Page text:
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Levels and determinants of tree pollen in New York City


Exposure to allergenic tree pollen is a risk factor for multiple allergic disease outcomes. Little is known about how tree pollen levels vary within cities and whether such variation affects the development or exacerbation of allergic disease. Accordingly, we collected integrated pollen samples at uniform height at 45 sites across New York City during the 2013 pollen season. We used these monitoring results in combination with adjacent land use data to develop a land use regression model for tree pollen. We evaluated four types of land use variables for inclusion in the model: tree canopy, distributed building height (a measure of building volume density), elevation, and distance to water. When included alone in the model, percent tree canopy cover within a 0.5 km radial buffer explained 39% of the variance in tree pollen (1.9% increase in tree pollen per one-percentage point increase in tree canopy cover, P<0.0001). The inclusion of additional variables did not improve model fit. We conclude that intra-urban variation in tree canopy is an important driver of tree pollen exposure. Land use regression models can be used to incorporate spatial variation in tree pollen exposure in studies of allergic disease outcomes.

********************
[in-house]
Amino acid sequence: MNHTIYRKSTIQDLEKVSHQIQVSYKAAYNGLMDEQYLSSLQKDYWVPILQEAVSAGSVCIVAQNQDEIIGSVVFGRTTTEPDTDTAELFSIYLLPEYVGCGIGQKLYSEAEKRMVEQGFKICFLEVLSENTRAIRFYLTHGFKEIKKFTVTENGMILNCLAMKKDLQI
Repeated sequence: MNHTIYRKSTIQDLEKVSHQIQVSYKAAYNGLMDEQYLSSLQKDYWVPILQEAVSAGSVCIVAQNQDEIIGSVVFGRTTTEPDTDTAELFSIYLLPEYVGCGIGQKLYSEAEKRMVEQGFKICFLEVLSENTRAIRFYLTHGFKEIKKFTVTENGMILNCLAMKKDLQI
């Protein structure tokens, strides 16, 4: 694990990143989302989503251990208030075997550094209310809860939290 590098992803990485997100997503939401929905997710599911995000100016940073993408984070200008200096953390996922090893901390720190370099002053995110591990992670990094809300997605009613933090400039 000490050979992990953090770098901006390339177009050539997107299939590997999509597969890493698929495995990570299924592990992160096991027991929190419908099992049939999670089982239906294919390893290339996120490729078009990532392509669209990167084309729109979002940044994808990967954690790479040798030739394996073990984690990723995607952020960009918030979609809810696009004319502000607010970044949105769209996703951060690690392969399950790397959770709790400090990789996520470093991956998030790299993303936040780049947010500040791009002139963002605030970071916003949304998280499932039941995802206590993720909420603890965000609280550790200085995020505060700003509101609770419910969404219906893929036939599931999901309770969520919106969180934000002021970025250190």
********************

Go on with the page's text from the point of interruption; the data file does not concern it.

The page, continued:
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We thank Lisa Campbell and the New York Botanical Garden for providing lab space, as well as Michael Ivkov, Isabel Paul, and Alexis Fitts for their assistance in the installation of the pollen monitoring network. We also thank Sarah Johnson for providing advice on the development of the land use regression and kriging models. This project was supported by NIEHS grant #P30ES009089. Dr. Weinberger was supported by NIEHS training grants #T32ES007322 and #T32ES023770.

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Correspondence to Kate R Weinberger.

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Supplementary Information accompanies the paper on the Journal of Exposure Science and Environmental Epidemiology website

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Weinberger, K., Kinney, P., Robinson, G. et al. Levels and determinants of tree pollen in New York City. J Expo Sci Environ Epidemiol 28, 119–124 (2018).

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  • aeroallergens
  • allergic disease
  • pollen
  • tree canopy
  • urban trees

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